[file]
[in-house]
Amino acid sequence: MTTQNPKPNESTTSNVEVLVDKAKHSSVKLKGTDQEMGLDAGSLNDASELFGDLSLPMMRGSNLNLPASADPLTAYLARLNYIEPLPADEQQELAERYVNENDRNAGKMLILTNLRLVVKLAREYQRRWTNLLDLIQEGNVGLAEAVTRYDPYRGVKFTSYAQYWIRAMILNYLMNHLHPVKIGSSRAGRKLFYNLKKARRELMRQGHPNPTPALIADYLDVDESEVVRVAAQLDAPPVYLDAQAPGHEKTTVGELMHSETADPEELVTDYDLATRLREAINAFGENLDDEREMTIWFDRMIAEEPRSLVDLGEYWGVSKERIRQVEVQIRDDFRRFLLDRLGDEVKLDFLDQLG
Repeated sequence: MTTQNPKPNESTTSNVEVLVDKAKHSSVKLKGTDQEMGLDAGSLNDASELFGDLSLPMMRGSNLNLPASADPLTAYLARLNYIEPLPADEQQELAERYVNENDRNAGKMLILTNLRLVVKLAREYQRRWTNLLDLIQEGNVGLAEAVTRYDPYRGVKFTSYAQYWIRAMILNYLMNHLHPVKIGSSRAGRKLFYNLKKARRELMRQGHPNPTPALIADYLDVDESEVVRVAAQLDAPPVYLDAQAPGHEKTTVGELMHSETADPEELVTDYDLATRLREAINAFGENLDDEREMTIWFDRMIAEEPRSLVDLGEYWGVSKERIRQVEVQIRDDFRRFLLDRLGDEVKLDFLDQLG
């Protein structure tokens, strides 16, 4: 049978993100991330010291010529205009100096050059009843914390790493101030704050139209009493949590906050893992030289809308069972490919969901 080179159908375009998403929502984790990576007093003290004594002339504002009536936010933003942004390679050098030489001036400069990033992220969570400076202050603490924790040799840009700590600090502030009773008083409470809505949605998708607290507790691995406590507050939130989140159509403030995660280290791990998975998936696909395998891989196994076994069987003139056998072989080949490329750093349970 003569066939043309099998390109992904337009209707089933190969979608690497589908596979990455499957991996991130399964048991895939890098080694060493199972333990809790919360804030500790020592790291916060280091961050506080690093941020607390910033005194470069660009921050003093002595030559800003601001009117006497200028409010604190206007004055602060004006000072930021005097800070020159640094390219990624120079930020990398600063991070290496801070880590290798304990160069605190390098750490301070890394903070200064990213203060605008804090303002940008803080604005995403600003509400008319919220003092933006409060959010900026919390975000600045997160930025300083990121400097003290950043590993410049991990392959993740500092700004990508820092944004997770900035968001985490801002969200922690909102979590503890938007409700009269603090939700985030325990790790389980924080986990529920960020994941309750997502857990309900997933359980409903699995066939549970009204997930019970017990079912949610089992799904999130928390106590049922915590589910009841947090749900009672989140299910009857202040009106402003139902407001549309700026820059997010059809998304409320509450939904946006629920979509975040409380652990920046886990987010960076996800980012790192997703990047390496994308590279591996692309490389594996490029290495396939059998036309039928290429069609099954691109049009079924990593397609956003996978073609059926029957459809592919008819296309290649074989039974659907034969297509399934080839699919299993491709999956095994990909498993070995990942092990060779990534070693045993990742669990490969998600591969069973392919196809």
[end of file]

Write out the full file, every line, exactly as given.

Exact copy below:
[in-house]
Amino acid sequence: MTTQNPKPNESTTSNVEVLVDKAKHSSVKLKGTDQEMGLDAGSLNDASELFGDLSLPMMRGSNLNLPASADPLTAYLARLNYIEPLPADEQQELAERYVNENDRNAGKMLILTNLRLVVKLAREYQRRWTNLLDLIQEGNVGLAEAVTRYDPYRGVKFTSYAQYWIRAMILNYLMNHLHPVKIGSSRAGRKLFYNLKKARRELMRQGHPNPTPALIADYLDVDESEVVRVAAQLDAPPVYLDAQAPGHEKTTVGELMHSETADPEELVTDYDLATRLREAINAFGENLDDEREMTIWFDRMIAEEPRSLVDLGEYWGVSKERIRQVEVQIRDDFRRFLLDRLGDEVKLDFLDQLG
Repeated sequence: MTTQNPKPNESTTSNVEVLVDKAKHSSVKLKGTDQEMGLDAGSLNDASELFGDLSLPMMRGSNLNLPASADPLTAYLARLNYIEPLPADEQQELAERYVNENDRNAGKMLILTNLRLVVKLAREYQRRWTNLLDLIQEGNVGLAEAVTRYDPYRGVKFTSYAQYWIRAMILNYLMNHLHPVKIGSSRAGRKLFYNLKKARRELMRQGHPNPTPALIADYLDVDESEVVRVAAQLDAPPVYLDAQAPGHEKTTVGELMHSETADPEELVTDYDLATRLREAINAFGENLDDEREMTIWFDRMIAEEPRSLVDLGEYWGVSKERIRQVEVQIRDDFRRFLLDRLGDEVKLDFLDQLG
């Protein structure tokens, strides 16, 4: 049978993100991330010291010529205009100096050059009843914390790493101030704050139209009493949590906050893992030289809308069972490919969901 080179159908375009998403929502984790990576007093003290004594002339504002009536936010933003942004390679050098030489001036400069990033992220969570400076202050603490924790040799840009700590600090502030009773008083409470809505949605998708607290507790691995406590507050939130989140159509403030995660280290791990998975998936696909395998891989196994076994069987003139056998072989080949490329750093349970 003569066939043309099998390109992904337009209707089933190969979608690497589908596979990455499957991996991130399964048991895939890098080694060493199972333990809790919360804030500790020592790291916060280091961050506080690093941020607390910033005194470069660009921050003093002595030559800003601001009117006497200028409010604190206007004055602060004006000072930021005097800070020159640094390219990624120079930020990398600063991070290496801070880590290798304990160069605190390098750490301070890394903070200064990213203060605008804090303002940008803080604005995403600003509400008319919220003092933006409060959010900026919390975000600045997160930025300083990121400097003290950043590993410049991990392959993740500092700004990508820092944004997770900035968001985490801002969200922690909102979590503890938007409700009269603090939700985030325990790790389980924080986990529920960020994941309750997502857990309900997933359980409903699995066939549970009204997930019970017990079912949610089992799904999130928390106590049922915590589910009841947090749900009672989140299910009857202040009106402003139902407001549309700026820059997010059809998304409320509450939904946006629920979509975040409380652990920046886990987010960076996800980012790192997703990047390496994308590279591996692309490389594996490029290495396939059998036309039928290429069609099954691109049009079924990593397609956003996978073609059926029957459809592919008819296309290649074989039974659907034969297509399934080839699919299993491709999956095994990909498993070995990942092990060779990534070693045993990742669990490969998600591969069973392919196809």